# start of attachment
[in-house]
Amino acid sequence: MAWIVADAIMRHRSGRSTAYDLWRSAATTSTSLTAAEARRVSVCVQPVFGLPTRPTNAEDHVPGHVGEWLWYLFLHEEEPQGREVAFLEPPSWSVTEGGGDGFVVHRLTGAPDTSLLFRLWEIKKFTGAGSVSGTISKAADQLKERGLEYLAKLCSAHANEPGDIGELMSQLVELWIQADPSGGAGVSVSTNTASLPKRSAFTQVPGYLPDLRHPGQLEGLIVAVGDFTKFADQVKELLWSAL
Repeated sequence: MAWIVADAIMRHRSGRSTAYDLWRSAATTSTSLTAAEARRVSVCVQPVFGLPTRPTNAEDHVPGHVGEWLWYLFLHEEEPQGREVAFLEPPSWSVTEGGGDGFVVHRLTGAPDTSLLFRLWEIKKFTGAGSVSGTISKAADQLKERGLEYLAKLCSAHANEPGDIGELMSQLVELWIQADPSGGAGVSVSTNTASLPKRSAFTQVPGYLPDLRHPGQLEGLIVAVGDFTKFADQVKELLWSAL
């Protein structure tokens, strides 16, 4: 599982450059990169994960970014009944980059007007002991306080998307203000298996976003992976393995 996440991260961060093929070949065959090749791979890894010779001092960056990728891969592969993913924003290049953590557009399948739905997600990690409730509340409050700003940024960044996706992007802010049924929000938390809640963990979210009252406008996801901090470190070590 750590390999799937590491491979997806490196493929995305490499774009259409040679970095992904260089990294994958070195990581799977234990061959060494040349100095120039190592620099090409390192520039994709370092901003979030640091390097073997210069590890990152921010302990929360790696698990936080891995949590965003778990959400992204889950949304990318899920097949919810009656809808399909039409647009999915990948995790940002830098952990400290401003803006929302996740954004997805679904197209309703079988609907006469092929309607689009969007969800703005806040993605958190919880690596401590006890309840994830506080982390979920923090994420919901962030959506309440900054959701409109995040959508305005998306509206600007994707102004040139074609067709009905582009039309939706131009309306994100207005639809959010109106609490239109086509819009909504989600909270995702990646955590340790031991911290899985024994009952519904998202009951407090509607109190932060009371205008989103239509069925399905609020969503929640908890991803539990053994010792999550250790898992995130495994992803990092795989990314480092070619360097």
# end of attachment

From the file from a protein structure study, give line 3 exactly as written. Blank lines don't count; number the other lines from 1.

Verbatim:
Repeated sequence: MAWIVADAIMRHRSGRSTAYDLWRSAATTSTSLTAAEARRVSVCVQPVFGLPTRPTNAEDHVPGHVGEWLWYLFLHEEEPQGREVAFLEPPSWSVTEGGGDGFVVHRLTGAPDTSLLFRLWEIKKFTGAGSVSGTISKAADQLKERGLEYLAKLCSAHANEPGDIGELMSQLVELWIQADPSGGAGVSVSTNTASLPKRSAFTQVPGYLPDLRHPGQLEGLIVAVGDFTKFADQVKELLWSAL